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Certain Employers in Ontario Are Now Required to Have Naloxone Kits At Their Workplace

New changes to Ontario’s Occupational Health and Safety Act (OHSA) require employers to provide naloxone kits at their workplaces under certain circumstances. Naloxone is a drug that temporarily reverses the symptoms of an opioid overdose.

Starting June 1, 2023, certain Ontario employers must provide at least one naloxone kit in good condition at their workplace. Guidance from the Ontario government indicates that an employer must comply with the naloxone kit requirements when the employer becomes aware, or ought reasonably to be aware, of the following scenarios:

  • there is a risk of a worker opioid overdose;
  • there is a risk that the worker overdoses while in a workplace where they perform work for the employer; and
  • the risk is posed by a worker who performs work for the employer.

Any time there are workers in such a workplace, the naloxone kit must be in the charge of a worker who works near the kit and who has undergone specific training on how to recognize an opioid overdose, how to administer naloxone, and to be acquainted with any hazards associated with administering naloxone. An employer is not permitted to disclose more personal information of its workers to those in charge of the kit than is reasonably necessary to comply with the naloxone requirements. In addition to the requirement that the worker in charge of the kit must work in the vicinity of the kit, employers must post the names and workplace locations of the worker(s) in charge in a conspicuous place in the vicinity of the kit where that information is most likely to come to the attention of other workers.

While the new rules do not explicitly require an employer to provide more than one kit in each workplace where there is a risk of a worker having an opioid overdose, employers are required to take every precaution reasonable in the circumstances to protect their workers. Accordingly, some employers may determine that they are obligated to provide multiple naloxone kits in addition to taking other precautions.

The required contents for naloxone kits are set out in Ontario Regulation 559/22. Additionally, employers must ensure that their naloxone kits are:

  • used, stored, and maintained in accordance with the manufacturer’s instructions;
  • kept in a hard case;
  • single use and promptly replaced after use; and
  • not expired.

Given that the new law requires employers to determine whether it applies to them and then sets forth a fairly open-ended standard to utilize in making that determination, employers are well-advised to contact counsel on this new law.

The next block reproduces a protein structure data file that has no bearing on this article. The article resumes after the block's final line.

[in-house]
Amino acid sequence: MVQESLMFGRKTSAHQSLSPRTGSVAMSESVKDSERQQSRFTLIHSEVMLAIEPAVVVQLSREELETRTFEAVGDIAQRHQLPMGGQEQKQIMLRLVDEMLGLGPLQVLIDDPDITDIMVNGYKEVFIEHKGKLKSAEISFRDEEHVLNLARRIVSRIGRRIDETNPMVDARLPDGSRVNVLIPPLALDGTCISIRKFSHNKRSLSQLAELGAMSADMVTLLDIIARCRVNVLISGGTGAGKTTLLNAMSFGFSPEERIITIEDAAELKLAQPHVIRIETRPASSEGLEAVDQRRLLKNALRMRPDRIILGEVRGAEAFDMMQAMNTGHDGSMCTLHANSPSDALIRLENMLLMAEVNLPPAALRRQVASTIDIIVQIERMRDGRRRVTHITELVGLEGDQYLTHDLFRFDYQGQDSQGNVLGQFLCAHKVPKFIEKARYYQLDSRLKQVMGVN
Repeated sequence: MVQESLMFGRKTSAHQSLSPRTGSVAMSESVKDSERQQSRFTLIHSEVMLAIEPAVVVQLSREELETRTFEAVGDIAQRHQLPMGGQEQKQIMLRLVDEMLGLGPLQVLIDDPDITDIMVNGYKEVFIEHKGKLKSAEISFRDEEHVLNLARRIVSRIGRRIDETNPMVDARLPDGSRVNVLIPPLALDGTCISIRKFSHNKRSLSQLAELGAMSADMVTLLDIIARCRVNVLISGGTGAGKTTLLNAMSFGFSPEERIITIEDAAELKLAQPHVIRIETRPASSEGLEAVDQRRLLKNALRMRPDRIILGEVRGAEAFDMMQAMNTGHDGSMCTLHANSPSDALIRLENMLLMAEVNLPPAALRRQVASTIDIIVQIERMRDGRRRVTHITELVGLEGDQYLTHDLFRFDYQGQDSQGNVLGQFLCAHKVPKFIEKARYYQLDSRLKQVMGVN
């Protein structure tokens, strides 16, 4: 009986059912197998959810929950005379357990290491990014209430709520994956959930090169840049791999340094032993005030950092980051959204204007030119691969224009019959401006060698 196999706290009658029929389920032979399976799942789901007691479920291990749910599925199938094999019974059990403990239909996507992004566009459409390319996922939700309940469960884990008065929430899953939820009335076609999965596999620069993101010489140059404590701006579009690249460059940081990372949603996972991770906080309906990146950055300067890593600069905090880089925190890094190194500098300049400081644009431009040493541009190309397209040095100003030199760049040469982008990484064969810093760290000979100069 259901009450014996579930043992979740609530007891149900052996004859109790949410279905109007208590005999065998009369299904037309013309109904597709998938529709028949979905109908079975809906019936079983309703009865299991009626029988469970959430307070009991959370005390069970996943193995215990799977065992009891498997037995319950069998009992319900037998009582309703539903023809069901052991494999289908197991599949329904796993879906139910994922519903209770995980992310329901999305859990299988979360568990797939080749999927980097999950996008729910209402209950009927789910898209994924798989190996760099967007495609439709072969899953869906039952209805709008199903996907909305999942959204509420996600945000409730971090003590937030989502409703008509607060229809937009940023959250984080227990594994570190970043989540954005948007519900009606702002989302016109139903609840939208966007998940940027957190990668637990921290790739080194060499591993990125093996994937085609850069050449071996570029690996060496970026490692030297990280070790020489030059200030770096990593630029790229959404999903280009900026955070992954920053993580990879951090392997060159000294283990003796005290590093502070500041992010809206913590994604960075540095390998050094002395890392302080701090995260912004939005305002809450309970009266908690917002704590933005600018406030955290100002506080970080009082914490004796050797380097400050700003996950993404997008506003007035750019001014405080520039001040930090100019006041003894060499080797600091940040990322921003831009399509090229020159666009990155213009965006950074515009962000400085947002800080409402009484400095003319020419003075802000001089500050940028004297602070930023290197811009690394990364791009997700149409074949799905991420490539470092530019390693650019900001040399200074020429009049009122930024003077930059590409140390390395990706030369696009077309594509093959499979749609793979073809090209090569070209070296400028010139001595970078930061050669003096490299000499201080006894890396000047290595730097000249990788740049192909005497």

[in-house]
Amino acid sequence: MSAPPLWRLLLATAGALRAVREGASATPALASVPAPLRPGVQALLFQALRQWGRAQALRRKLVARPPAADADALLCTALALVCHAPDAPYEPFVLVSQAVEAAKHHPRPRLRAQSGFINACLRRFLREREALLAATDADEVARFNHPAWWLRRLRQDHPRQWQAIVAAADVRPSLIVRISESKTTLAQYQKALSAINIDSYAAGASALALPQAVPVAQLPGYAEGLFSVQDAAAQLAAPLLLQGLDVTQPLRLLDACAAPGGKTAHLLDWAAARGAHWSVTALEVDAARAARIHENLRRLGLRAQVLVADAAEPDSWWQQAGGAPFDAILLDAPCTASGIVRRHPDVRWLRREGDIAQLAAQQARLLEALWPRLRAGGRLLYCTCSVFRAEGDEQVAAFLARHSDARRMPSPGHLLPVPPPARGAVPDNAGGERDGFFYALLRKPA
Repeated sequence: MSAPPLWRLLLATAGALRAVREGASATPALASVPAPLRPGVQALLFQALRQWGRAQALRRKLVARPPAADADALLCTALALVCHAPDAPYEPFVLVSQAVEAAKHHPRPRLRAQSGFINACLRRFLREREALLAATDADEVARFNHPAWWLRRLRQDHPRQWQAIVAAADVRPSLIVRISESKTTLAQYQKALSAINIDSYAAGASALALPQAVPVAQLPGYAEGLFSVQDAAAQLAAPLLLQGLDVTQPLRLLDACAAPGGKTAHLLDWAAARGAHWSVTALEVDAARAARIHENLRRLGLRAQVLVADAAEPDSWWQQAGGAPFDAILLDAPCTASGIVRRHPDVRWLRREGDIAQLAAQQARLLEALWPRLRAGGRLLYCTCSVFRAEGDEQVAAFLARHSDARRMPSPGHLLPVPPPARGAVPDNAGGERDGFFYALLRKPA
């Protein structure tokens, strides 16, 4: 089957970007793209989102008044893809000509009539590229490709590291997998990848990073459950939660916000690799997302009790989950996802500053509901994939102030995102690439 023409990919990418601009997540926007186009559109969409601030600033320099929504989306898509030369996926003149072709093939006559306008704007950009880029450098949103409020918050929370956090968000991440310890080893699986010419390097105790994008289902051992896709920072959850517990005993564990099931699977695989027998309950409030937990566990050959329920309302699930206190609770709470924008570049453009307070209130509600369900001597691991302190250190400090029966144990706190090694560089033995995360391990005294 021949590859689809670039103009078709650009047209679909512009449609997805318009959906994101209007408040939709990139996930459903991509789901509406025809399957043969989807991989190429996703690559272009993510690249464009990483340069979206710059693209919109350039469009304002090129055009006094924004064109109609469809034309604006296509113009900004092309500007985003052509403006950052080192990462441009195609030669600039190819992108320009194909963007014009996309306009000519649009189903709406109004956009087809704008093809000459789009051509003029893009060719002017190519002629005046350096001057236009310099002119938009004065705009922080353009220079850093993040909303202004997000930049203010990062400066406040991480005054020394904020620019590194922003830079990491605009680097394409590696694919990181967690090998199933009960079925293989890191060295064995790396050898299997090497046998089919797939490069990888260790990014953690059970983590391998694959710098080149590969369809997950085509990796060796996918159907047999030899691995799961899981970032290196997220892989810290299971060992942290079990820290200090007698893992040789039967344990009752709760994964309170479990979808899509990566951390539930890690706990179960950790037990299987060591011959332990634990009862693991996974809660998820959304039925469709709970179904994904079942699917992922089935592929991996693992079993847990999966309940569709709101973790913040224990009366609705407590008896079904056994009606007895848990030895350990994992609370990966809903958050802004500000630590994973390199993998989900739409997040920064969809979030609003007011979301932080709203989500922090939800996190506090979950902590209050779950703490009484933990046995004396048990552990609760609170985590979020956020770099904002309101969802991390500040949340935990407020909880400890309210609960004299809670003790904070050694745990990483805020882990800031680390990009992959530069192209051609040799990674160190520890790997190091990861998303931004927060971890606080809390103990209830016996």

©1994-2023 Mintz, Levin, Cohn, Ferris, Glovsky and Popeo, P.C. All Rights Reserved.National Law Review, Volume XIII, Number 156

About this Author

Mitch Frazer Attorney Pensions and Labor
Managing Partner, Toronto Office

Mitch is a leading authority on pension law in Canada and a trusted advisor to some of Canada’s largest corporations on all aspects of pensions, benefits, and employment matters. Clients also seek his counsel on pension issues associated with business-critical mergers and acquisitions.

Along with advising corporate clients, Mitch is frequently consulted by pension regulators on best practices. He has also served as an expert witness before Canadian federal and provincial legislative committees, including the Canadian House of Commons Standing Committee on Finance and the Legislative...

Patrick Denroche Canadian employment law Mintz

Pat focuses his practice on Canadian employment law and pension matters. He advises on federal and provincial employment and labour matters, including hiring and terminations, executive compensation, labour relations, human rights, pay equity, employment standards, workplace policies, and occupational health and safety.

Pat provides guidance to clients on Canadian and international pension investments, as well as plan governance and the treatment of pensions and benefits in mergers and acquisitions.

Pat advises clients on lobbying activity compliance at the federal and...


Brad’s practice encompasses all aspects of employment, benefits, and pensions law, including matters arising in mergers and acquisitions and initial public offerings. He has extensive experience counseling both executives and public and private institutions across multiple industries – including private equity, life sciences, and telecommunications.

Brad has handled a broad range of sophisticated compensation matters, including:

  • Representation in mergers and acquisitions, venture capital investments, private equity financing, and other transactional contexts
  • ...